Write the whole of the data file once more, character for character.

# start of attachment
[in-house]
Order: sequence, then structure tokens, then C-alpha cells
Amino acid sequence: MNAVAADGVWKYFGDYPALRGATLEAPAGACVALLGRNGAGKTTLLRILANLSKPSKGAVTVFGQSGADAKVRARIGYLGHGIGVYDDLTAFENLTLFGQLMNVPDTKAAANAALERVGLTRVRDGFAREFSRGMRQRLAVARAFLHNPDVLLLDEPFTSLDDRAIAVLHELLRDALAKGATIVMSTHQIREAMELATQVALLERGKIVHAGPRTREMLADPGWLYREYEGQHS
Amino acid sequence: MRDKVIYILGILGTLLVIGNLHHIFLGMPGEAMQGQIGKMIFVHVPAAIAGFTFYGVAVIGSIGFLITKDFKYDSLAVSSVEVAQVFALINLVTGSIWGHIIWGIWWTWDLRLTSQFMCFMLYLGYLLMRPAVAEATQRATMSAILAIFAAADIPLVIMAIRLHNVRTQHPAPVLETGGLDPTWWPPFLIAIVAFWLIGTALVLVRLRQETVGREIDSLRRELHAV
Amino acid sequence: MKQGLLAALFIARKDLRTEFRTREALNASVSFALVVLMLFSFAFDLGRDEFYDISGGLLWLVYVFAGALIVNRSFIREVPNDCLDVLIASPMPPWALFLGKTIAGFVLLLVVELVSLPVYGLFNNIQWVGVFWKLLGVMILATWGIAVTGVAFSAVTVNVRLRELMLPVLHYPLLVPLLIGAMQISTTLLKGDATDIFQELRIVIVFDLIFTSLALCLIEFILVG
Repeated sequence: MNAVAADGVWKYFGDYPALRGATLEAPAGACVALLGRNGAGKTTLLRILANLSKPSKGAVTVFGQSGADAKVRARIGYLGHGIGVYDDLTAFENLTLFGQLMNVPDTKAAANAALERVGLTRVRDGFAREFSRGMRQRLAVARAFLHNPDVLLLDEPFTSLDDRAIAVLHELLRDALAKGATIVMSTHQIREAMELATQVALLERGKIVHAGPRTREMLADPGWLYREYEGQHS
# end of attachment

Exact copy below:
[in-house]
Order: sequence, then structure tokens, then C-alpha cells
Amino acid sequence: MNAVAADGVWKYFGDYPALRGATLEAPAGACVALLGRNGAGKTTLLRILANLSKPSKGAVTVFGQSGADAKVRARIGYLGHGIGVYDDLTAFENLTLFGQLMNVPDTKAAANAALERVGLTRVRDGFAREFSRGMRQRLAVARAFLHNPDVLLLDEPFTSLDDRAIAVLHELLRDALAKGATIVMSTHQIREAMELATQVALLERGKIVHAGPRTREMLADPGWLYREYEGQHS
Amino acid sequence: MRDKVIYILGILGTLLVIGNLHHIFLGMPGEAMQGQIGKMIFVHVPAAIAGFTFYGVAVIGSIGFLITKDFKYDSLAVSSVEVAQVFALINLVTGSIWGHIIWGIWWTWDLRLTSQFMCFMLYLGYLLMRPAVAEATQRATMSAILAIFAAADIPLVIMAIRLHNVRTQHPAPVLETGGLDPTWWPPFLIAIVAFWLIGTALVLVRLRQETVGREIDSLRRELHAV
Amino acid sequence: MKQGLLAALFIARKDLRTEFRTREALNASVSFALVVLMLFSFAFDLGRDEFYDISGGLLWLVYVFAGALIVNRSFIREVPNDCLDVLIASPMPPWALFLGKTIAGFVLLLVVELVSLPVYGLFNNIQWVGVFWKLLGVMILATWGIAVTGVAFSAVTVNVRLRELMLPVLHYPLLVPLLIGAMQISTTLLKGDATDIFQELRIVIVFDLIFTSLALCLIEFILVG
Repeated sequence: MNAVAADGVWKYFGDYPALRGATLEAPAGACVALLGRNGAGKTTLLRILANLSKPSKGAVTVFGQSGADAKVRARIGYLGHGIGVYDDLTAFENLTLFGQLMNVPDTKAAANAALERVGLTRVRDGFAREFSRGMRQRLAVARAFLHNPDVLLLDEPFTSLDDRAIAVLHELLRDALAKGATIVMSTHQIREAMELATQVALLERGKIVHAGPRTREMLADPGWLYREYEGQHS